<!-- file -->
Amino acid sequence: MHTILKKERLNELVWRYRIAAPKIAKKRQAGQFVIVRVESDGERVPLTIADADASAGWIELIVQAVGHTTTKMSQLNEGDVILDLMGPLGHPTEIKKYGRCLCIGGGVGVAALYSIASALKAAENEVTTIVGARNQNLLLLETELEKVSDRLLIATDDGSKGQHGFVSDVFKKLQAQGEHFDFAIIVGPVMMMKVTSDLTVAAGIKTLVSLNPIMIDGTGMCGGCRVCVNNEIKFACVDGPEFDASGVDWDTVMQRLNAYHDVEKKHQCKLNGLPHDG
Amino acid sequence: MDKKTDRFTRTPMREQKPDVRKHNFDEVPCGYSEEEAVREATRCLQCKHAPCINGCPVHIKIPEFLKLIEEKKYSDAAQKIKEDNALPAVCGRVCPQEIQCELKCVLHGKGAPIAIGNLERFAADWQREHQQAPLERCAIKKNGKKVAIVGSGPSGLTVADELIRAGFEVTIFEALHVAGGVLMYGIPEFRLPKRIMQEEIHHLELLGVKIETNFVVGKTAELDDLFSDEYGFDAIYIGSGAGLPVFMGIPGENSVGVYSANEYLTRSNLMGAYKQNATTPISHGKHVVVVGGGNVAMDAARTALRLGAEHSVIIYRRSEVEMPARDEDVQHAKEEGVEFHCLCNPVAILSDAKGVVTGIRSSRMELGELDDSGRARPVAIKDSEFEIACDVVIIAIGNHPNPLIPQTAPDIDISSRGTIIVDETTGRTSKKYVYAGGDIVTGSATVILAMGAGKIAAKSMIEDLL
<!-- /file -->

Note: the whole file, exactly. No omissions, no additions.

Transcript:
Amino acid sequence: MHTILKKERLNELVWRYRIAAPKIAKKRQAGQFVIVRVESDGERVPLTIADADASAGWIELIVQAVGHTTTKMSQLNEGDVILDLMGPLGHPTEIKKYGRCLCIGGGVGVAALYSIASALKAAENEVTTIVGARNQNLLLLETELEKVSDRLLIATDDGSKGQHGFVSDVFKKLQAQGEHFDFAIIVGPVMMMKVTSDLTVAAGIKTLVSLNPIMIDGTGMCGGCRVCVNNEIKFACVDGPEFDASGVDWDTVMQRLNAYHDVEKKHQCKLNGLPHDG
Amino acid sequence: MDKKTDRFTRTPMREQKPDVRKHNFDEVPCGYSEEEAVREATRCLQCKHAPCINGCPVHIKIPEFLKLIEEKKYSDAAQKIKEDNALPAVCGRVCPQEIQCELKCVLHGKGAPIAIGNLERFAADWQREHQQAPLERCAIKKNGKKVAIVGSGPSGLTVADELIRAGFEVTIFEALHVAGGVLMYGIPEFRLPKRIMQEEIHHLELLGVKIETNFVVGKTAELDDLFSDEYGFDAIYIGSGAGLPVFMGIPGENSVGVYSANEYLTRSNLMGAYKQNATTPISHGKHVVVVGGGNVAMDAARTALRLGAEHSVIIYRRSEVEMPARDEDVQHAKEEGVEFHCLCNPVAILSDAKGVVTGIRSSRMELGELDDSGRARPVAIKDSEFEIACDVVIIAIGNHPNPLIPQTAPDIDISSRGTIIVDETTGRTSKKYVYAGGDIVTGSATVILAMGAGKIAAKSMIEDLL